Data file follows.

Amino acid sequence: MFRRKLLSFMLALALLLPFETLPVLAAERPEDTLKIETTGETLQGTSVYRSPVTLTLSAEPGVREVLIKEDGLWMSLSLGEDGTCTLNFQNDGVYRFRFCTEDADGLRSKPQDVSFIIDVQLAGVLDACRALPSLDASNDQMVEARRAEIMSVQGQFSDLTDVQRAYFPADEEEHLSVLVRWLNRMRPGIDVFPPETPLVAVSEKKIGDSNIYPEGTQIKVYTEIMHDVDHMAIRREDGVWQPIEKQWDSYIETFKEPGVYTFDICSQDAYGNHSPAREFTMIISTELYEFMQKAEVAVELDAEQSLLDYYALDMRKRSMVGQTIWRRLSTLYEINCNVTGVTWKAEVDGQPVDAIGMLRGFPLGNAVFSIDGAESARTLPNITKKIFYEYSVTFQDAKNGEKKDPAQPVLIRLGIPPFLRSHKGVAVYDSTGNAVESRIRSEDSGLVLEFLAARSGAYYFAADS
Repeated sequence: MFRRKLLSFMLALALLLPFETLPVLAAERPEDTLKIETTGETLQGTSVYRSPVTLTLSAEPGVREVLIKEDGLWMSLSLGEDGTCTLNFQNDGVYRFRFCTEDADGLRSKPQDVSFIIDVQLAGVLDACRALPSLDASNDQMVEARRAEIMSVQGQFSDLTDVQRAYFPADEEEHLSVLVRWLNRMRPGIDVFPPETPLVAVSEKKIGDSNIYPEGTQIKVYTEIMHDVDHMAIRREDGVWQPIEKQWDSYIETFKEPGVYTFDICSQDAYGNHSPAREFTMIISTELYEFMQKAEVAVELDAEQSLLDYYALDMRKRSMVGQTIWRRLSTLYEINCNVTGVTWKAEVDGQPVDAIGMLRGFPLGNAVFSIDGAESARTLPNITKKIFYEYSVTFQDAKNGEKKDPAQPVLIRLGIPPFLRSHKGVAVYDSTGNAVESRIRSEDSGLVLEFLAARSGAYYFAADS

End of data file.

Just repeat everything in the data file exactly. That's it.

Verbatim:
Amino acid sequence: MFRRKLLSFMLALALLLPFETLPVLAAERPEDTLKIETTGETLQGTSVYRSPVTLTLSAEPGVREVLIKEDGLWMSLSLGEDGTCTLNFQNDGVYRFRFCTEDADGLRSKPQDVSFIIDVQLAGVLDACRALPSLDASNDQMVEARRAEIMSVQGQFSDLTDVQRAYFPADEEEHLSVLVRWLNRMRPGIDVFPPETPLVAVSEKKIGDSNIYPEGTQIKVYTEIMHDVDHMAIRREDGVWQPIEKQWDSYIETFKEPGVYTFDICSQDAYGNHSPAREFTMIISTELYEFMQKAEVAVELDAEQSLLDYYALDMRKRSMVGQTIWRRLSTLYEINCNVTGVTWKAEVDGQPVDAIGMLRGFPLGNAVFSIDGAESARTLPNITKKIFYEYSVTFQDAKNGEKKDPAQPVLIRLGIPPFLRSHKGVAVYDSTGNAVESRIRSEDSGLVLEFLAARSGAYYFAADS
Repeated sequence: MFRRKLLSFMLALALLLPFETLPVLAAERPEDTLKIETTGETLQGTSVYRSPVTLTLSAEPGVREVLIKEDGLWMSLSLGEDGTCTLNFQNDGVYRFRFCTEDADGLRSKPQDVSFIIDVQLAGVLDACRALPSLDASNDQMVEARRAEIMSVQGQFSDLTDVQRAYFPADEEEHLSVLVRWLNRMRPGIDVFPPETPLVAVSEKKIGDSNIYPEGTQIKVYTEIMHDVDHMAIRREDGVWQPIEKQWDSYIETFKEPGVYTFDICSQDAYGNHSPAREFTMIISTELYEFMQKAEVAVELDAEQSLLDYYALDMRKRSMVGQTIWRRLSTLYEINCNVTGVTWKAEVDGQPVDAIGMLRGFPLGNAVFSIDGAESARTLPNITKKIFYEYSVTFQDAKNGEKKDPAQPVLIRLGIPPFLRSHKGVAVYDSTGNAVESRIRSEDSGLVLEFLAARSGAYYFAADS